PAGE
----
There are a lot of times when creators try to put the cart before the horse. They’re thinking about licensing and merchandising before they think about finishing the book they’re “working” on. They’re thinking about movies or television shows or quite possibly video games instead of thinking about making a good product that will support the things they want to create.
Merchandising takes a good book in order to support it. (Sure, you can try going the opposite route, but this is comics, and there aren’t a lot of comics that started out as t-shirts or posters first.) There are few characters that are just everywhere anymore. Batman, Superman, and Spider-Man are the mainstays. Wolverine has grown into his own. The real newcomer is Deadpool, and when his movie comes out, you’re going to see more Deadpool merchandise coming down the pike. I doubt it will be anything like 1989’s Batman, but it will be a noticeable bump.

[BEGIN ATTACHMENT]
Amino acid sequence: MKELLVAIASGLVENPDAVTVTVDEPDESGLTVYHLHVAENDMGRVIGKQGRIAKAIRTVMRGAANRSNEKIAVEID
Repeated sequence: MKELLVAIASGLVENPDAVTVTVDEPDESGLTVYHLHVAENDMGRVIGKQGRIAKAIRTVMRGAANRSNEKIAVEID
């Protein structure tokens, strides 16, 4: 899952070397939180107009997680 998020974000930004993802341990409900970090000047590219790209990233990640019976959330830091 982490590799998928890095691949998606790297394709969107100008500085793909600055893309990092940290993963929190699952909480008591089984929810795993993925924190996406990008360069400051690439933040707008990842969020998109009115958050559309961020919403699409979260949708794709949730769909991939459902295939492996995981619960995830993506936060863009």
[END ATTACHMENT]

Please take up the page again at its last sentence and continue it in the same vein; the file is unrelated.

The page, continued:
What can creators do in this merchandising climate? Create a good book. And by “good,” I mean just that: a quality book made of a solid character, good writing, great art, and positioned to make the biggest splash in the direct market that it can. Then you maintain that book for at least a year, publishing as often as you can. (12 issues if possible, but no less than quarterly.) You need the publishing history in order to have a point of reference for the character, especially if you haven’t gone far and wide with it.
Once you have this in place, once your character is in the minds of the public, then you can start thinking about creating and selling merchandise for your character.
A word about Kickstarter.
If you’ve created a campaign for a book you want to create, merchandise might be something you want to consider. Merchandise might also be something to think about if you’ve already created a book and now want to do some unusual type of merch for that book. C is For Cthulhu by Ciaramella and Murphy was a very good children’s ABC book that went through a successful Kickstarter , and then the creators decided to make a plush doll out of Cthulhu. That campaign was also successful.
You can make merchandise off your creations, but again, the characters should be solid, and the merchandise should be novel or unusual if you want to see it have some sort of success.
But it all starts with the book. Without that, your merchandise won’t go very far.